With some luck, and perhaps copious amounts of chocolate and coffee (perhaps even some vodka), I will have a new independent author to spotlight every Wednesday for Twitter’s #WW #WriterWednesdays.
I’d like to start this weekly tradition off with a really fun author I met via Twitter: Evelyn Lafont, the KeyboardHussy.
Evelyn’s first novella, Vampire Relationship Guide, Vol. 1: Meeting & Mating, will be available via Amazon and Smashwords TOMORROW! (March 31st). Be sure to pick up your copy!
Who is the Keyboard Hussy? (from her blog)
By day, I’m a mild-mannered, self-employed freelance writer. By night, well, I’m actually still the same thing but I switch to writing fiction instead of freelance stuff. I’m obsessed with the written word. I read all kinds of books—though post-apocalyptic zombie novels and paranormal romances are my favorite.
Please give us a brief introduction to your book Vampire Relationship Guide, Vol. 1: Meeting & Mating.
The novella is a story about a woman named Josie who is attracted to vampires, but never meets any single vampires. The story picks up right around the time that she gets an invitation to a swanky vampire soiree and, as a result, meets a couple of vampires that are extremely datable. Josie doesn’t really know much about vampires, so she kinda has to learn to navigate these relationship waters on the fly.
How did you come up with the idea for the book?
I was working in a fiction class on an article about breaking up with your vampire boyfriend, and I took a very practical view of the topic. It was so funny that I thought I could create a whole series around the practicalities of a vampire/human romantic relationship.
What were your influences and inspirations for the book?
The paranormal romance genre was the influence, I love me some PNR. Real relationships and the everyday humor that couples experience were the inspiration—because really, would a relationship actually be that different with a supernatural being? They’d probably still leave dirty clothes on the floor and forget to lower the toilet seat…assuming they use a toilet…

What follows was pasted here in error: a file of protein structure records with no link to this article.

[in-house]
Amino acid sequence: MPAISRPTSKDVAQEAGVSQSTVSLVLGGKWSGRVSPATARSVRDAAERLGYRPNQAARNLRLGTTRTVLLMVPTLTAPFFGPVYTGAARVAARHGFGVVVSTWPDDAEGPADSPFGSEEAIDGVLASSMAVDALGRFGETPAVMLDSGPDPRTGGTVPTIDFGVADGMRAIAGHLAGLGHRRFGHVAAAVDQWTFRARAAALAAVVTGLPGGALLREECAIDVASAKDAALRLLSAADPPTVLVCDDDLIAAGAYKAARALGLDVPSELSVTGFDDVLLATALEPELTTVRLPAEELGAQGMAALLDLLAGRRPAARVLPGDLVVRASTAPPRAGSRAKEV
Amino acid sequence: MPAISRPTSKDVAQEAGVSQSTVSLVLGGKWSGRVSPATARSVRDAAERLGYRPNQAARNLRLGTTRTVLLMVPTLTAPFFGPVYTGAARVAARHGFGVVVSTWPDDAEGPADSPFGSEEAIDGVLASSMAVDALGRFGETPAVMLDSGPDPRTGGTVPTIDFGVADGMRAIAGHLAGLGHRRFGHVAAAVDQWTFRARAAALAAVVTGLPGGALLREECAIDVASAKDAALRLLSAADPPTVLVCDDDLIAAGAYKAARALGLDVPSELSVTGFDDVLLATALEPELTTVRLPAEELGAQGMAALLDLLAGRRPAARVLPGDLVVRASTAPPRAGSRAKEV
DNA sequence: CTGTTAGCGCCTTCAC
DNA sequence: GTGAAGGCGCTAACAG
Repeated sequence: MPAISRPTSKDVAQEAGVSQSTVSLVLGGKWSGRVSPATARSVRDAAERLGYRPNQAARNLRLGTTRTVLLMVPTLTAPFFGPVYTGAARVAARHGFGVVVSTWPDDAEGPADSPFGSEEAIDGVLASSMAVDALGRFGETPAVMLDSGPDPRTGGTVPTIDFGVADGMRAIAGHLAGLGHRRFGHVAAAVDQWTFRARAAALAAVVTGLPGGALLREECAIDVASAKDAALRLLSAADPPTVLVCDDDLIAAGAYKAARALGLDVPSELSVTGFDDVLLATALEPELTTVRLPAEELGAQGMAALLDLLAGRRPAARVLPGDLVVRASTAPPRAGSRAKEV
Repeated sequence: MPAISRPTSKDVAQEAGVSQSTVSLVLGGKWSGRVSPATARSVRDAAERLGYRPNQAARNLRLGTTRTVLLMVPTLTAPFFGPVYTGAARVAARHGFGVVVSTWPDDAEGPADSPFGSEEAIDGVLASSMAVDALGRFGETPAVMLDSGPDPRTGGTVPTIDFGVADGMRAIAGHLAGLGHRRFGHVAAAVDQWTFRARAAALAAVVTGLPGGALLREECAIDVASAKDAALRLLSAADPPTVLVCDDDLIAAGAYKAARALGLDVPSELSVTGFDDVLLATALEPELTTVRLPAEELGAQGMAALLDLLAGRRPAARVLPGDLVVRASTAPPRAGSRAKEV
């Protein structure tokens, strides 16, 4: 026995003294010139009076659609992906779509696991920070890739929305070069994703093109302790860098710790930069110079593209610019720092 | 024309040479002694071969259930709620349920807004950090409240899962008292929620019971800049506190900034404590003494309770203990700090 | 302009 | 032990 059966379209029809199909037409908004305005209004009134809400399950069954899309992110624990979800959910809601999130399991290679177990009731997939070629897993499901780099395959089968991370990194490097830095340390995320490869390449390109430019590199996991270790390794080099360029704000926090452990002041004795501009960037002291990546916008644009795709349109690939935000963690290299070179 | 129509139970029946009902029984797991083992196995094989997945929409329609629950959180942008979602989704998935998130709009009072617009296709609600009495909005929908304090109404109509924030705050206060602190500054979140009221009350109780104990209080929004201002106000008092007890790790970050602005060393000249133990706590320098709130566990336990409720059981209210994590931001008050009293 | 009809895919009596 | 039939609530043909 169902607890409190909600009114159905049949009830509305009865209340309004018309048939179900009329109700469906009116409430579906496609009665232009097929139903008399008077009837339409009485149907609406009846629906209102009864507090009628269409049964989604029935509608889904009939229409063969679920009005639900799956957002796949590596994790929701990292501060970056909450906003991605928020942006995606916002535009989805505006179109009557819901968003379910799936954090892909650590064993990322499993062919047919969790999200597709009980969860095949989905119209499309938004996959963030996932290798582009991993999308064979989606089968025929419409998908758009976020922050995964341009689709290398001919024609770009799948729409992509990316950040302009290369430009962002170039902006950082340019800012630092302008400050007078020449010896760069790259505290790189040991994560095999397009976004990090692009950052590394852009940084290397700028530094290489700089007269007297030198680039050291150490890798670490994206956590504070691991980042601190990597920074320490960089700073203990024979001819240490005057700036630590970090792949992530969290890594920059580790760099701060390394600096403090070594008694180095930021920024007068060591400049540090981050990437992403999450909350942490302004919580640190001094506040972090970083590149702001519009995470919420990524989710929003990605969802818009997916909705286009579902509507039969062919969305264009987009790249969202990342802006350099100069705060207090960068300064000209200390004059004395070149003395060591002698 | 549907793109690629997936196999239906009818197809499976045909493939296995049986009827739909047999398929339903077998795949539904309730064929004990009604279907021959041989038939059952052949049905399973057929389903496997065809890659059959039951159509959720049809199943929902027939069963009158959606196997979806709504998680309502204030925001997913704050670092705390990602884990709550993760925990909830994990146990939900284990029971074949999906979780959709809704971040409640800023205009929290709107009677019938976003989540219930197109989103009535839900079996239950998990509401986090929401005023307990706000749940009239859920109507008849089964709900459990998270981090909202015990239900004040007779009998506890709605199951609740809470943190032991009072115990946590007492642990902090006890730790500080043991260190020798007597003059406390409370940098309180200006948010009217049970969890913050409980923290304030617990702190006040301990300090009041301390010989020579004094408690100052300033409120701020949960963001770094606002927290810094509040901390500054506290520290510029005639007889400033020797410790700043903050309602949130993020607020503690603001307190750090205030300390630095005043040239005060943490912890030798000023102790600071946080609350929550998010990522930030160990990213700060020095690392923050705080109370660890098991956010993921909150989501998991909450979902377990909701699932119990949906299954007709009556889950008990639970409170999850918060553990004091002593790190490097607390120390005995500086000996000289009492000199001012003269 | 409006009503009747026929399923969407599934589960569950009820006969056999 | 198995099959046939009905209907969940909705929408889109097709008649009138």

Describe your writing process. Do you have to be alone? Write on computer or longhand? Revisions?
I write on a computer or laptop. My favorite place to write is on the PC in my office. Outside my office window I have a birdbath and some trees as well as some wooden wind chimes, so it’s a very peaceful environment.
I like to be alone when I write, but it’s not a deal breaker. My husband and I both work at home, so we are together constantly and I am used to tuning him out. Crap. Don’t tell him I said that.
As far as revisions, I don’t really do them until I’m done with the first draft. I like to puke up my idea onto paper in as linear a manner as possible, and then hack it to bits.
What kind of research did you do for your book?
I read over 100 books in the genre. I also researched some sciency stuff to help make my world building a little more realistic and relatable. I didn’t have to research any locations since I set the story in the city where I live.
Would you consider writing in other genres in the future, if so, which ones?
I have a zombie novel in the works and have the concept for a science fiction novella. But right now I’m really focused on the paranormal romance genre.
What do you do to help promote your book? With over 800 books published every day in the US, it can be difficult to be seen.
Wow, thanks for throwing that ginormous number out at me , but your facts and figures don’t scare me (okay, yes, they totally do). I’m on all the normal social networks, I have a blog and I arranged for a book tour and some reviews. I also came up with a concept for a funny book trailer, which hubby executed to perfection.
As far as being seen, the best thing I can do is go out there, balls to the wall, as myself. That way I have fun, am honest about who I am, and will hopefully be set apart simply due to my own personality traits.
Tell us your journey to getting published.
Initially, I threw this out as a challenge to myself to get traditionally published. After writing the book and doing research on publishing, I decided that I’d rather retain full creative control and publish the book myself.
After I made that decision, I hired a company (BubbleCow) to edit my manuscript, then hired a proofreader and layout designer to help make sure it was as professionally polished as a traditionally published book.
How do you keep your steamy scenes fresh and non-repetitive?
I use a bit of a buildup technique. I have steamy bits here and there—sort of like romantic foreplay. Then I launch in to the big bad sex scene, then some sweet bits after that.
How can we connect with you online, and where can we buy your book?